DC study finds too few are saving enough

People are not saving enough to achieve an adequate level of income in retirement despite the positive effect of more people saving through auto-enrolment, Daniela Silcock has said.

The head of policy research at the Pensions Policy Institute revealed in the first publication of an annual compendium of DC statistics that more people were saving in private pensions and that DC provision had overtaken defined benefits in the private sector.

She said: “However, while more people are saving in a private pension, saving levels are not yet high enough for many to achieve an adequate level of income in retirement.”

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PPI’s analysis indicated that median pot sizes for those reaching state pension age could grow from £14,100 for those aged 55 to 64 in 2015 to approximately £56,000 for those aged 35 to 44 in 2015 (2015 earnings terms).

While £56,000 is significantly higher than £14,100, and may seem a sizeable pot, the report warned that this was “unlikely on its own to provide sufficient income to support an individual’s retirement”.

Furthermore, by 31 August 2015, 5.2m workers had been assessed ineligible by employers going through the auto-enrolment process.

The 79-page study, The Future Book: Unravelling Workplace Pensions, warned the industry to be aware of changes occurring within the DC world. It said: “Greater numbers of DC savers, coupled with flexibility, will increase the level of risk that people with pension savings face at and during retirement. It is important that comprehensive statistics and analysis of DC pension trends are available to help monitor and inform future policy.”

Campbell Fleming, chief executive of Emea at Columbia Threadneedle Investments, which supported the publication of the document, said: “The Future Book paints the most accurate picture yet of the UK DC market. It is clear that more people than ever are responsible for their own retirement provision and at risk of making the wrong decisions in the face of complex investment choices and market/longevity risks that are hard to quantify.”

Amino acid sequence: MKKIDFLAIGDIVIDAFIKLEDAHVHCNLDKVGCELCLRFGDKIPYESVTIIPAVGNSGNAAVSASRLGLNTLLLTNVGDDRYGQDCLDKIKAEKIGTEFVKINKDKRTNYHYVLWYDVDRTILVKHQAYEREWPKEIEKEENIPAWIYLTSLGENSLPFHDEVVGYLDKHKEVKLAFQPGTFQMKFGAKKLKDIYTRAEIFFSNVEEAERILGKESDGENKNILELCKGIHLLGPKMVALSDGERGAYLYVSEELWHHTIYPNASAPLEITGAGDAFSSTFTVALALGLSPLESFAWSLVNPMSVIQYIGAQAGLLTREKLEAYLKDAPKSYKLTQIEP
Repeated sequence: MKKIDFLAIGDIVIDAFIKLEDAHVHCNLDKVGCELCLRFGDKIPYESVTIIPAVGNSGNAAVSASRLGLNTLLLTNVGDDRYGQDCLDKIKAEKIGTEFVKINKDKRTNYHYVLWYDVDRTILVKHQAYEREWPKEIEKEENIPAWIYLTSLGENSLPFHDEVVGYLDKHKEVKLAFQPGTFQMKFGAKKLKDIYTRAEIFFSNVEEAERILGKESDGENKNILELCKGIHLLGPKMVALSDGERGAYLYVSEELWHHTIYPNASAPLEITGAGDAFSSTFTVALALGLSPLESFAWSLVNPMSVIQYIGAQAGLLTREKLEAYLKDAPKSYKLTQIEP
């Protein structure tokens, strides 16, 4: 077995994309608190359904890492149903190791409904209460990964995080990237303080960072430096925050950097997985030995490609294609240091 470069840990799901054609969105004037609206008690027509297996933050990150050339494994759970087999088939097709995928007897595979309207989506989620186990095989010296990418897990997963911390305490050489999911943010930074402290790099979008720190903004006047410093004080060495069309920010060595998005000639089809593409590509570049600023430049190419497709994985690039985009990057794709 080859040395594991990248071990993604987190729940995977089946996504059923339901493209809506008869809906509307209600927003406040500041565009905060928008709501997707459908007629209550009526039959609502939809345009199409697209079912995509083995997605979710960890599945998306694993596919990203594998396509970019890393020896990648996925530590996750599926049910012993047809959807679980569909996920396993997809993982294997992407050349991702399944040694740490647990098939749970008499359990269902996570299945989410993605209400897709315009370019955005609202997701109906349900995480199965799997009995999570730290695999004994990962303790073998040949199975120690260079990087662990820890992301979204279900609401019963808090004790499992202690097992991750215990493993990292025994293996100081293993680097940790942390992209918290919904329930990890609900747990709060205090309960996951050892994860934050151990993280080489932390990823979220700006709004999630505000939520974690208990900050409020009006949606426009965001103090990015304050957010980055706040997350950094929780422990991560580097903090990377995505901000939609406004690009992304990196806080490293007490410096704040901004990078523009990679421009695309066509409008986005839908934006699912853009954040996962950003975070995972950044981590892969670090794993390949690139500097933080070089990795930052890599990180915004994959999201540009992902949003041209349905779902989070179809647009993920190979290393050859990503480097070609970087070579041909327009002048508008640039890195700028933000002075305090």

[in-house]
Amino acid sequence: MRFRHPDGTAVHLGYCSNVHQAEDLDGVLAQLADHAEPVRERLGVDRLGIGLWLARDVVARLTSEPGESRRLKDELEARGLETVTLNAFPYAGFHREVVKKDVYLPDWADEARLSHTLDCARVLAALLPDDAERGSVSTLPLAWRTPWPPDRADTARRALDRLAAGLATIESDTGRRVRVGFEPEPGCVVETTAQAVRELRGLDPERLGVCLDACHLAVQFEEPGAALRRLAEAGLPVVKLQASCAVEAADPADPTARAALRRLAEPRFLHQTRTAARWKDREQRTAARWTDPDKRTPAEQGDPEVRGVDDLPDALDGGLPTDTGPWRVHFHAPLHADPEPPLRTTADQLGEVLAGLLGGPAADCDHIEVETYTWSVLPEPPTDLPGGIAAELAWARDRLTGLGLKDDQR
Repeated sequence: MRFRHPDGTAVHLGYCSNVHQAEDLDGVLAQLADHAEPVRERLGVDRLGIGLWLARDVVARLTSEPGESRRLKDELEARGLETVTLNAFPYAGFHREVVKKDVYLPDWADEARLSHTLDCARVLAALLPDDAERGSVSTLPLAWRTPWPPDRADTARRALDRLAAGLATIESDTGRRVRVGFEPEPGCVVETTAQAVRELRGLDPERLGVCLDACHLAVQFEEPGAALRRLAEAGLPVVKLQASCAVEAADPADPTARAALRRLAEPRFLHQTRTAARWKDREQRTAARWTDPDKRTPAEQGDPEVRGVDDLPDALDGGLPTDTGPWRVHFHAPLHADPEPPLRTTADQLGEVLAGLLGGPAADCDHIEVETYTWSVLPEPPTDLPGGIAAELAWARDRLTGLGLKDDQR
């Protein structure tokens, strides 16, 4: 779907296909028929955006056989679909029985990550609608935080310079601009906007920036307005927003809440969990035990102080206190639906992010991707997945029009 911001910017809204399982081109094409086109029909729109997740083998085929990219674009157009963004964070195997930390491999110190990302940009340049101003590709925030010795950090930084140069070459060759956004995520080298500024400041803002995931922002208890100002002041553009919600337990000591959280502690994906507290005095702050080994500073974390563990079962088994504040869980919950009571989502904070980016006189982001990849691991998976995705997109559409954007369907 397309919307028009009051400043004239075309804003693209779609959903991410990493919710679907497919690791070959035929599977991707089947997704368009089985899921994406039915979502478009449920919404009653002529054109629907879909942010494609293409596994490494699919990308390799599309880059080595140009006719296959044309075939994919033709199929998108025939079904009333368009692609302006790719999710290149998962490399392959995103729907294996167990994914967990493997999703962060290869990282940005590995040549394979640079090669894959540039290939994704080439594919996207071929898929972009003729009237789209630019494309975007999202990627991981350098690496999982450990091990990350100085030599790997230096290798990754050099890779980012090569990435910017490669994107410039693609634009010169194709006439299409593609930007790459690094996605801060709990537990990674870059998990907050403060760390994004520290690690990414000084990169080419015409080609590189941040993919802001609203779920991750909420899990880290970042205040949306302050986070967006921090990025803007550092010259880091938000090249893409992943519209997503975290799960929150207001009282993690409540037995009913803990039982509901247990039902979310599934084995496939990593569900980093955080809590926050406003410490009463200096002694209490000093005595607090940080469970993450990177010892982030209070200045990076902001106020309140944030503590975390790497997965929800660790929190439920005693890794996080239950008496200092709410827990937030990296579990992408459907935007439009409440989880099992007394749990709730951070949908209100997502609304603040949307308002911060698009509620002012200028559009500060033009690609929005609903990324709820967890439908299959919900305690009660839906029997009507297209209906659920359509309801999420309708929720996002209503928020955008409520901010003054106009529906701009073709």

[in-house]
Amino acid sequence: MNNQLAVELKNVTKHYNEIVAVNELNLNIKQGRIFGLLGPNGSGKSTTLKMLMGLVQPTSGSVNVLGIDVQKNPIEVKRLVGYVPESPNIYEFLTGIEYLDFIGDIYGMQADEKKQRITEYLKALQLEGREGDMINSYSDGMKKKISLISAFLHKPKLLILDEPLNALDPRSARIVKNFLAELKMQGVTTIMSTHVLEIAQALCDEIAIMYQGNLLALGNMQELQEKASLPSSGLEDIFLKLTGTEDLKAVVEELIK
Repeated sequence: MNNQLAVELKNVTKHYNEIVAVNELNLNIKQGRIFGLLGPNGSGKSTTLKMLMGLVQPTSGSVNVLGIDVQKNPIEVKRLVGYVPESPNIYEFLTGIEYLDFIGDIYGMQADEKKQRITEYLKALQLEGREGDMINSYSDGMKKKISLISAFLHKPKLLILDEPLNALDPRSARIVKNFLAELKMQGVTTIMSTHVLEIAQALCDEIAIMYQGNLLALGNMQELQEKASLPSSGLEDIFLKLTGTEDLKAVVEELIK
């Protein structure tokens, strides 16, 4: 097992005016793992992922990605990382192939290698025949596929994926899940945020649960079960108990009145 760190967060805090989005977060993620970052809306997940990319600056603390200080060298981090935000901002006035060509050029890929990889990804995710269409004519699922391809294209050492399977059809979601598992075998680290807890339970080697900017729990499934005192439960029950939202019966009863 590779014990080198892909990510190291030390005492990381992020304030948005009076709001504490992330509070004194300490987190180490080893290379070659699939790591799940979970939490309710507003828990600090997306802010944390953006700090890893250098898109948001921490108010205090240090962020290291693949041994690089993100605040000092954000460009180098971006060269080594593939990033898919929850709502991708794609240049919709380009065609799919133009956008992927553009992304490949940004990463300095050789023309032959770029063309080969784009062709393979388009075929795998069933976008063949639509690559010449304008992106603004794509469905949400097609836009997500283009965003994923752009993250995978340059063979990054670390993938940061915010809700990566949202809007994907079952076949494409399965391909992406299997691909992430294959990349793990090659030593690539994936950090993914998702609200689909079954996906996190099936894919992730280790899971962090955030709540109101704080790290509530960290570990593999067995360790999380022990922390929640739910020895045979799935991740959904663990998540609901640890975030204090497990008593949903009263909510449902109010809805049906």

Concurrently, the Association of Consulting Actuaries has warned that millions of workers have been enrolled into pensions since 2012 at minimum levels of combined employer and employee contributions of barely 2 per cent of total earnings.

The survey also suggested the success to date of auto-enrolling more than 5m into workplace pensions may be challenged by rising opt-out rates among smaller employers who have yet to auto-enrol their employees into pensions.

More than 50 per cent of the smaller employers who responded to the survey who had not reached their staging date currently offer no pension arrangement for their workforce.

Adviser view

Nick Allen, head of pensions consultancy for national firm Jelf Employee Benefits, said: “Coupled with the fact that employers now, or soon will, make pension contributions because of auto-enrolment, the combination of this and tax incentives makes investing into pensions an attractive option.

“The key is to communicate the value. Explaining the value requires education, and it makes sense for employers to invest in such education, not least to maximise the value of their spend on pension benefits.”